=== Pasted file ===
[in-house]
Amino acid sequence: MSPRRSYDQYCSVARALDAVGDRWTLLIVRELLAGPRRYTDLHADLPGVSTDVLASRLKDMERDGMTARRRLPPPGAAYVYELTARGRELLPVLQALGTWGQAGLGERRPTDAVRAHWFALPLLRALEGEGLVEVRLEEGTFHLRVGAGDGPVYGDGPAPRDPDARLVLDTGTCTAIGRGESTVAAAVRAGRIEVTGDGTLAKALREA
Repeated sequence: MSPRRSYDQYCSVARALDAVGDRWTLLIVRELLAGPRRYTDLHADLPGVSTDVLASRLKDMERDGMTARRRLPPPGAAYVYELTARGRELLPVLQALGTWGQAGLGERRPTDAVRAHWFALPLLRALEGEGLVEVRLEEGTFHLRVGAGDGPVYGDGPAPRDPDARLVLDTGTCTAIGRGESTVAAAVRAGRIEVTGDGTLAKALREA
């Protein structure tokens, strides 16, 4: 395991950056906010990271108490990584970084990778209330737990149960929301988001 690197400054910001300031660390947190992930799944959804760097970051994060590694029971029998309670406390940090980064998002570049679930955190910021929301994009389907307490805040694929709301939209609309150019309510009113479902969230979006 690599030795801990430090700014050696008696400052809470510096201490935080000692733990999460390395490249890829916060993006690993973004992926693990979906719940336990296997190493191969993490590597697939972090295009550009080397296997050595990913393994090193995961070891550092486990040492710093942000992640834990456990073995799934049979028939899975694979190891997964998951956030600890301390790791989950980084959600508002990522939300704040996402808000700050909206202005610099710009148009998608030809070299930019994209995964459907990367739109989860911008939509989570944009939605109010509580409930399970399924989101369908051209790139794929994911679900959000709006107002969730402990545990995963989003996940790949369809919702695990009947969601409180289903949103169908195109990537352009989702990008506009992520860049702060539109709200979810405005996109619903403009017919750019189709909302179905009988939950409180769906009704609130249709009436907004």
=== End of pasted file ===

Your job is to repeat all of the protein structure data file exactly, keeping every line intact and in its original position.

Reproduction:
[in-house]
Amino acid sequence: MSPRRSYDQYCSVARALDAVGDRWTLLIVRELLAGPRRYTDLHADLPGVSTDVLASRLKDMERDGMTARRRLPPPGAAYVYELTARGRELLPVLQALGTWGQAGLGERRPTDAVRAHWFALPLLRALEGEGLVEVRLEEGTFHLRVGAGDGPVYGDGPAPRDPDARLVLDTGTCTAIGRGESTVAAAVRAGRIEVTGDGTLAKALREA
Repeated sequence: MSPRRSYDQYCSVARALDAVGDRWTLLIVRELLAGPRRYTDLHADLPGVSTDVLASRLKDMERDGMTARRRLPPPGAAYVYELTARGRELLPVLQALGTWGQAGLGERRPTDAVRAHWFALPLLRALEGEGLVEVRLEEGTFHLRVGAGDGPVYGDGPAPRDPDARLVLDTGTCTAIGRGESTVAAAVRAGRIEVTGDGTLAKALREA
């Protein structure tokens, strides 16, 4: 395991950056906010990271108490990584970084990778209330737990149960929301988001 690197400054910001300031660390947190992930799944959804760097970051994060590694029971029998309670406390940090980064998002570049679930955190910021929301994009389907307490805040694929709301939209609309150019309510009113479902969230979006 690599030795801990430090700014050696008696400052809470510096201490935080000692733990999460390395490249890829916060993006690993973004992926693990979906719940336990296997190493191969993490590597697939972090295009550009080397296997050595990913393994090193995961070891550092486990040492710093942000992640834990456990073995799934049979028939899975694979190891997964998951956030600890301390790791989950980084959600508002990522939300704040996402808000700050909206202005610099710009148009998608030809070299930019994209995964459907990367739109989860911008939509989570944009939605109010509580409930399970399924989101369908051209790139794929994911679900959000709006107002969730402990545990995963989003996940790949369809919702695990009947969601409180289903949103169908195109990537352009989702990008506009992520860049702060539109709200979810405005996109619903403009017919750019189709909302179905009988939950409180769906009704609130249709009436907004």